Ulcers in the mouth

Afte, or aphthous ulcer, wound in the oral mucosa that often occurs in connection with infections. First, small blisters are formed which then develop into small wounds. Afte generally disappears within ten days, without treatment. In more severe cases, you may need medication to relieve the hassle.

More than every other person is affected by temporary mouth ulcers. Woundless wounds do not infect, unlike cold sores caused by the herpes simplex virus.

Symptom at night

Common signs of abrasive wounds are that it hurts and burns when you eat. The trouble debuts like small blisters and develops into defined, crater-shaped wounds. The wounds vary in size depending on where in the mouth they sit and often have a strong redness around. They do not bleed, but can hurt.

How many wounds occur and how painful they vary from person to person. Some get some occasional wounds sometimes, others are bothered by many wounds relatively often.


It is not entirely clear what causes afte. The wounds are often formed in a general condition, for example in connection with infections. Then an auto-immune process is likely to occur, which causes the body’s defense system to react to the body’s own tissues. Studies also show that an already irritated oral mucosa can be impaired by toothpaste and mouthwashes containing so-called sodium lauryl sulfate (SLS).

Some suffer from afte in connection with gluten intolerance (celiac disease). Afte can sometimes be a first sign of inflammatory bowel disease, low blood values ​​or anemia (anemia).


Ulcers in the mouth often heal by themselves within ten days. If the wounds do not go away or if you are so ill that you cannot eat, there are also medicines that can relieve the problems.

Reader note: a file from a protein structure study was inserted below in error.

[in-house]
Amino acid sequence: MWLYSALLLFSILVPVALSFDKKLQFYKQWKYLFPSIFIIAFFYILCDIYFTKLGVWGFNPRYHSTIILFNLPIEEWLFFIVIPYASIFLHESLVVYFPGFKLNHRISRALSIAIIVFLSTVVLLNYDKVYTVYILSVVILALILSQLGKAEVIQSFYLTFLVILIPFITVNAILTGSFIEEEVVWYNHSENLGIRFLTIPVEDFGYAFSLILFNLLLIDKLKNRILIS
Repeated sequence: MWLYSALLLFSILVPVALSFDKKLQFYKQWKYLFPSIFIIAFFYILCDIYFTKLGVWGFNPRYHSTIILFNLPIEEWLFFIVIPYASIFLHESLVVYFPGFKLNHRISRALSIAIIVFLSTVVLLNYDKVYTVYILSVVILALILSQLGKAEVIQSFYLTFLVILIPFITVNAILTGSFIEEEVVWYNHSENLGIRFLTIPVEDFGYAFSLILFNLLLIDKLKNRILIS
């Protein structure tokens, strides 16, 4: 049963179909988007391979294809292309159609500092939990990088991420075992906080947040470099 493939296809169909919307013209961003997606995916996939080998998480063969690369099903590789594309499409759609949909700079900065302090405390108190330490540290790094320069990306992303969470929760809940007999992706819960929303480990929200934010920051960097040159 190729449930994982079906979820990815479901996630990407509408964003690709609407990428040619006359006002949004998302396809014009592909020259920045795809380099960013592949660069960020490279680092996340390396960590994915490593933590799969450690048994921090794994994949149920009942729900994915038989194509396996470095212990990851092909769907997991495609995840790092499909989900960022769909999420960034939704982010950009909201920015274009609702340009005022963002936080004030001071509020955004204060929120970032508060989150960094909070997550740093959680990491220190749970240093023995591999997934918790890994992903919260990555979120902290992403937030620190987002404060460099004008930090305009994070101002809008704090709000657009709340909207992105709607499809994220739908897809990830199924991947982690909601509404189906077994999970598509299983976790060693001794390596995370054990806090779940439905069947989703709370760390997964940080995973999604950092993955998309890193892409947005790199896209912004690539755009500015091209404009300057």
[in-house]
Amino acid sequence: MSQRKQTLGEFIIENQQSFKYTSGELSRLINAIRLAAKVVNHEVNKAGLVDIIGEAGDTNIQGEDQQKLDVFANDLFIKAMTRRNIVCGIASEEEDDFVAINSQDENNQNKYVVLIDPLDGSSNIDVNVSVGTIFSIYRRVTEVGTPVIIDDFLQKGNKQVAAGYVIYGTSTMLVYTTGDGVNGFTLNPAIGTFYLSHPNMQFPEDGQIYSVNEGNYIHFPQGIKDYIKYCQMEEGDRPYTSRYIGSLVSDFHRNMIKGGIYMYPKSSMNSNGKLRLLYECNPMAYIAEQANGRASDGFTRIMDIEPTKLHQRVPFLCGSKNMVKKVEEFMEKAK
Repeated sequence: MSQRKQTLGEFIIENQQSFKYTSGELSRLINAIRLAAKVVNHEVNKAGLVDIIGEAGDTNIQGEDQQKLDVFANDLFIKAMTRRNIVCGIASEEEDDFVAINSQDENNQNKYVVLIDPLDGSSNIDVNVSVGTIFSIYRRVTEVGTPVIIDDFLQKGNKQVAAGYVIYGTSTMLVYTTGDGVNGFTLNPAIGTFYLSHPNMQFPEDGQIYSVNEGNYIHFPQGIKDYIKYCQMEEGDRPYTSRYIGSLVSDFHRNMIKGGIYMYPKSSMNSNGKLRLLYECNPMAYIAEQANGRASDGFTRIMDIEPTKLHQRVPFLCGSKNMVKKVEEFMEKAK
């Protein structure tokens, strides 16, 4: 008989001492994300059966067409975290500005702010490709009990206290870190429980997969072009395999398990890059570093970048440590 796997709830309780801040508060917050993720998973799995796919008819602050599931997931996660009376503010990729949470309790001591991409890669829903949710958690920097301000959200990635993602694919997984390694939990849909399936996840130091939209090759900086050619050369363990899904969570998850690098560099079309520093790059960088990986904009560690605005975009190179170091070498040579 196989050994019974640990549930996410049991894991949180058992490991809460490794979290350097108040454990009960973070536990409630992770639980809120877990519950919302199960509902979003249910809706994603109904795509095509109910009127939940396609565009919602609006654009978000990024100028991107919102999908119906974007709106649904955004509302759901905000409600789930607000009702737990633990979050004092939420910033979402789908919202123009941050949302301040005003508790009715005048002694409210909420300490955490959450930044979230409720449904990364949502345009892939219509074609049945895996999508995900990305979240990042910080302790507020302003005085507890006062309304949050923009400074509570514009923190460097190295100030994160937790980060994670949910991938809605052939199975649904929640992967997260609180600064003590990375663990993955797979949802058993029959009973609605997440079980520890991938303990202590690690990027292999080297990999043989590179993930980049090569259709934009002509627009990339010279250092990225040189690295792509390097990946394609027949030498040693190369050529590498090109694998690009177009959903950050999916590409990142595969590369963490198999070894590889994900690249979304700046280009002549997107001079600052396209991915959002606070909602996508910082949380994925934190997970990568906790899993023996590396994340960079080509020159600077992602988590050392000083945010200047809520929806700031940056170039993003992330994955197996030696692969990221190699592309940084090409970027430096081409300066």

What you can do for yourself

To relieve afte, it can sometimes help to avoid mouthwash and toothpaste with sodium lauryl sulfate (SLS). If you have a hard time eating it may help to choose a liquid diet for a period of time. You can also alleviate the hassles by avoiding hot food and spicy foods.

Then you should seek care

If you have had ulcers in your mouth for more than two weeks or have recurring problems, you should seek medical attention. If you have severe nausea and find it difficult to eat, you should also seek care.

So APPOTEK can help

You can contact us at APPOTEK for help at night. A nurse or a physician makes an individual assessment based on your symptoms and what emerges during the care appointment. You can then be prescribed treatment or referred for further treatment.

Keep in mind that if it is your child who has a problem, the child needs to attend the care meeting.


Kristina Bergstrand, a specialist in general medicine